Legit media outlets are tracking the rise of Q-supporting fascists who are running for office in local, state and congressional elections. It appears to be an alarming trend:
Time Magazine reports on candidates in local elections:
“The long-term impacts are really dangerous,” says Jared Holt, a disinformation researcher at the Atlantic Council. “We’re supposed to have our leaders make decisions based on shared sets of facts. If we decide that for elected officials to believe in an outlandish byzantine conspiracy theory like QAnon is O.K., then the door is effectively left open for that shared sense of understanding to further erode.”
Here are a few fascist-movement politicians the magazine found who are currently in office:
- In Las Vegas, Katie Williams, 30, was elected to the seven-member board of the Clark County school district, which is the fifth largest in the country, with more than 300,000 children. A former Miss Nevada who claims she was stripped of her title in 2019 because of her conservative views, Williams shares the former President’s penchant for provocation. (The pageant says it’s because she broke its “no politics” rule for social media.) On her Twitter account, she has called COVID-19 the “China virus,” belittled transgender athletes and gone viral for taunting prominent Democrats.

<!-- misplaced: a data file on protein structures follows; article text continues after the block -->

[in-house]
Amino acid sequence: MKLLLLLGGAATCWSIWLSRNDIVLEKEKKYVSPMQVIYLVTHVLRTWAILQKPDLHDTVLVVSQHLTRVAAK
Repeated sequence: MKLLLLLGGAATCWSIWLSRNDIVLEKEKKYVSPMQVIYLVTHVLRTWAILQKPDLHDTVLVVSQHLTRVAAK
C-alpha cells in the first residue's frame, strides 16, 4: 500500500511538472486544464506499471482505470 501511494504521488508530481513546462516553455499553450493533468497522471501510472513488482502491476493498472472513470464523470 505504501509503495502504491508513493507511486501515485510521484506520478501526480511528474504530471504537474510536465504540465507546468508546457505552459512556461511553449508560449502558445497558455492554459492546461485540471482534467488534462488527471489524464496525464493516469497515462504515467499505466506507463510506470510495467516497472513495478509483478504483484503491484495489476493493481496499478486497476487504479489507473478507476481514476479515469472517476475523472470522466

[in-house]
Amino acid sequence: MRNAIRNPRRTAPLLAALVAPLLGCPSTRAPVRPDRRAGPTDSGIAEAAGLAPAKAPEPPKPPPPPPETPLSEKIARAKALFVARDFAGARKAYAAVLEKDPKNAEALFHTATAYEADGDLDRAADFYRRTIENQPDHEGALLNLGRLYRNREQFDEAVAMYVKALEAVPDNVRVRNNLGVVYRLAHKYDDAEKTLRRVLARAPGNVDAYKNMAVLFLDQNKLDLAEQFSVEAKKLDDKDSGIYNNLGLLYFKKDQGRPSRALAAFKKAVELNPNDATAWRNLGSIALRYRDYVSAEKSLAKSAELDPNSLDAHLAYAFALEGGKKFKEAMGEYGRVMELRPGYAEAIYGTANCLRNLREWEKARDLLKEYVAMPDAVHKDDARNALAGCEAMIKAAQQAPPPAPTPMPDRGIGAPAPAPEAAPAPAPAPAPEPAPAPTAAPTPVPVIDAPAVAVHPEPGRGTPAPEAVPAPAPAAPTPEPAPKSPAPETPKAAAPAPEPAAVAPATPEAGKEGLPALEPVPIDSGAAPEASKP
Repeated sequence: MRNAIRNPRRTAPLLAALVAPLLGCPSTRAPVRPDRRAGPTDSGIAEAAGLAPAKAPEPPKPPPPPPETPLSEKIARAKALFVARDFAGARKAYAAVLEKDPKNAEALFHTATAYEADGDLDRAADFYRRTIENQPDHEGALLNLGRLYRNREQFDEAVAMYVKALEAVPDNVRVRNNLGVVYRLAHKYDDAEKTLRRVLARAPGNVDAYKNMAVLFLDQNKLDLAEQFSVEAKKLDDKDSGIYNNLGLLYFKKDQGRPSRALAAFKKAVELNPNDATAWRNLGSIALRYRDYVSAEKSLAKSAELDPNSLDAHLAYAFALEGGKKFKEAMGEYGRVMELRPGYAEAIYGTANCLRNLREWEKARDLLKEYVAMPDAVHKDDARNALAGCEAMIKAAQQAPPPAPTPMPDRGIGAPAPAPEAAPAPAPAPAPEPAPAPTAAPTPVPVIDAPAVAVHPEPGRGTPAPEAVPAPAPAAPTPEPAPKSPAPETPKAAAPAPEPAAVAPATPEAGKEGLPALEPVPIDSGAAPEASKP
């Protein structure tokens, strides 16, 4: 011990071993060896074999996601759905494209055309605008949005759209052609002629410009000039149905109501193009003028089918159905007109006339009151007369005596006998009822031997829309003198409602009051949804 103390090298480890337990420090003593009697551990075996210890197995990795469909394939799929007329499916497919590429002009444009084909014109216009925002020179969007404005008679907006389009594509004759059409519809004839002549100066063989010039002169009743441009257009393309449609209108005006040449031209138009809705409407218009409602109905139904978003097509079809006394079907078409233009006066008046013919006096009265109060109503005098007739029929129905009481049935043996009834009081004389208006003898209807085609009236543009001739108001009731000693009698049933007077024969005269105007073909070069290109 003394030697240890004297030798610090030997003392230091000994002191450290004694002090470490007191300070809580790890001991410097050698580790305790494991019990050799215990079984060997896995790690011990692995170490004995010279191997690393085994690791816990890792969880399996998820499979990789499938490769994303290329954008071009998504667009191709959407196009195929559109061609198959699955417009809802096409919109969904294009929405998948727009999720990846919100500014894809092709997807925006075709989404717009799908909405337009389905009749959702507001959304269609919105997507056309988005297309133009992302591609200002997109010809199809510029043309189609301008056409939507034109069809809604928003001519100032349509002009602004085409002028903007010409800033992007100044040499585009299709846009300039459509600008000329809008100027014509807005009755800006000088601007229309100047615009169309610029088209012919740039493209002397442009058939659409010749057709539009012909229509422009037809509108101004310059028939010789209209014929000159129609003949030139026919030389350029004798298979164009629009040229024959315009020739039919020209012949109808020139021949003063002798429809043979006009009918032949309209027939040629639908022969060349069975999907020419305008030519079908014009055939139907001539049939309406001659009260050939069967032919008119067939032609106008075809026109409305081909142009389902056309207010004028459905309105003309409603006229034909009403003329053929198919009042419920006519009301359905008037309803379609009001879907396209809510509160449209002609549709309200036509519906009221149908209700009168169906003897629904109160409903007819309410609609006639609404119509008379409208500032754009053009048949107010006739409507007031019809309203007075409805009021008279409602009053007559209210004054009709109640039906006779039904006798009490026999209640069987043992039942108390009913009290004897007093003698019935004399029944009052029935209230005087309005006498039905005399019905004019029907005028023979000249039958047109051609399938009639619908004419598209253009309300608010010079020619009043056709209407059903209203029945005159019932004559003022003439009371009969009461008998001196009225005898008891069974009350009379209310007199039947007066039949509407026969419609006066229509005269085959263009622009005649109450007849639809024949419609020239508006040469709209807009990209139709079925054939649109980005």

- Tito Ortiz is a bombastic former Ultimate Fighting champion and longtime Trump supporter from Huntington Beach, Calif., a city of 200,000 an hour south of Los Angeles. Last year, Ortiz, 46, ran for an open seat on the city council. Like Williams’ politics, his is a mix of Trump-style goading and open support for conspiracies, including QAnon. He campaigned to “Make Huntington Beach safe again,” promising to save the city from Black Lives Matter protesters and antifa. He has refused to wear a mask, calling COVID-19 a “political scam” and a form of “population control by the left.” And he sold QAnon merchandise on his website, advertising shirts emblazoned with wwg1wga–an abbreviation of the same Q slogan Eric Trump posted on social media–which he modeled in beach shots, showing off his muscled physique. (Ortiz’s girlfriend, an Instagram influencer, lost access to her social media accounts for spreading the conspiracy theory through her lifestyle content, a trend that researchers have termed “Pastel QAnon.”)
- A similar controversy has been playing out in Sequim, Wash., where the mayor’s enthusiastic promotion of QAnon has shaken up the sleepy town of 6,600 on the Olympic Peninsula. Last August, Mayor William Armacost urged listeners of the radio program Coffee With the Mayor to seek out a YouTube video about the conspiracy. A local salon owner who has served as mayor since January 2020, Armacost called QAnon a “movement that encourages you to think for yourself” and praised “patriots from all over the world fighting for humanity, truth, freedom and saving children.”